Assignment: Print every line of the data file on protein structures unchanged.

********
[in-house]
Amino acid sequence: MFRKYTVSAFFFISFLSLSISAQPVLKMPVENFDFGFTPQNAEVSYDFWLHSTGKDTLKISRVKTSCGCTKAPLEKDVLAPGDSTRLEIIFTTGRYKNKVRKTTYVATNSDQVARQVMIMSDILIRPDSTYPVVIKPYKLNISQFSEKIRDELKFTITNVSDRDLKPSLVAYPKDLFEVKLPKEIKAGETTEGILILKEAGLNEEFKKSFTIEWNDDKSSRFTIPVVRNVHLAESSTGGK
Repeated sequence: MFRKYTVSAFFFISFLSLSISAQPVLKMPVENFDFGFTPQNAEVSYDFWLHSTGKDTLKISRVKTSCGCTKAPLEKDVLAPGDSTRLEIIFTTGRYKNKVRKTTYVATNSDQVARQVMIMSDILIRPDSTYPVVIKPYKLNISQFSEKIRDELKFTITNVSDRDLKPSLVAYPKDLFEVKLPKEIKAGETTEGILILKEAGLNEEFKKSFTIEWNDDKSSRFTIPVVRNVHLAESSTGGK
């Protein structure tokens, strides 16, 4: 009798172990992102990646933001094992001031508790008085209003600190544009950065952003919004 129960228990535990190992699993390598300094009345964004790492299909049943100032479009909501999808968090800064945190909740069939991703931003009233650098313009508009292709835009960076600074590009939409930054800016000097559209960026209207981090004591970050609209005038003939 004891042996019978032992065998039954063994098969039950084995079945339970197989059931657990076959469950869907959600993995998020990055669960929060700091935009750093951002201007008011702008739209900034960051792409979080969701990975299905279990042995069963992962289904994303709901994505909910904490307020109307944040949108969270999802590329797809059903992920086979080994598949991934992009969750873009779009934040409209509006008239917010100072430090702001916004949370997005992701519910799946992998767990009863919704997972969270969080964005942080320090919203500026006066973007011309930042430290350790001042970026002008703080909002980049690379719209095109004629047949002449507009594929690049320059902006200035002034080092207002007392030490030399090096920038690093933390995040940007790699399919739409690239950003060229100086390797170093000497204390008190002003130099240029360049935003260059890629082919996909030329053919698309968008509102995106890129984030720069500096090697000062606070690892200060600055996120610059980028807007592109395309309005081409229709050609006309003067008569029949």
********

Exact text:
[in-house]
Amino acid sequence: MFRKYTVSAFFFISFLSLSISAQPVLKMPVENFDFGFTPQNAEVSYDFWLHSTGKDTLKISRVKTSCGCTKAPLEKDVLAPGDSTRLEIIFTTGRYKNKVRKTTYVATNSDQVARQVMIMSDILIRPDSTYPVVIKPYKLNISQFSEKIRDELKFTITNVSDRDLKPSLVAYPKDLFEVKLPKEIKAGETTEGILILKEAGLNEEFKKSFTIEWNDDKSSRFTIPVVRNVHLAESSTGGK
Repeated sequence: MFRKYTVSAFFFISFLSLSISAQPVLKMPVENFDFGFTPQNAEVSYDFWLHSTGKDTLKISRVKTSCGCTKAPLEKDVLAPGDSTRLEIIFTTGRYKNKVRKTTYVATNSDQVARQVMIMSDILIRPDSTYPVVIKPYKLNISQFSEKIRDELKFTITNVSDRDLKPSLVAYPKDLFEVKLPKEIKAGETTEGILILKEAGLNEEFKKSFTIEWNDDKSSRFTIPVVRNVHLAESSTGGK
């Protein structure tokens, strides 16, 4: 009798172990992102990646933001094992001031508790008085209003600190544009950065952003919004 129960228990535990190992699993390598300094009345964004790492299909049943100032479009909501999808968090800064945190909740069939991703931003009233650098313009508009292709835009960076600074590009939409930054800016000097559209960026209207981090004591970050609209005038003939 004891042996019978032992065998039954063994098969039950084995079945339970197989059931657990076959469950869907959600993995998020990055669960929060700091935009750093951002201007008011702008739209900034960051792409979080969701990975299905279990042995069963992962289904994303709901994505909910904490307020109307944040949108969270999802590329797809059903992920086979080994598949991934992009969750873009779009934040409209509006008239917010100072430090702001916004949370997005992701519910799946992998767990009863919704997972969270969080964005942080320090919203500026006066973007011309930042430290350790001042970026002008703080909002980049690379719209095109004629047949002449507009594929690049320059902006200035002034080092207002007392030490030399090096920038690093933390995040940007790699399919739409690239950003060229100086390797170093000497204390008190002003130099240029360049935003260059890629082919996909030329053919698309968008509102995106890129984030720069500096090697000062606070690892200060600055996120610059980028807007592109395309309005081409229709050609006309003067008569029949």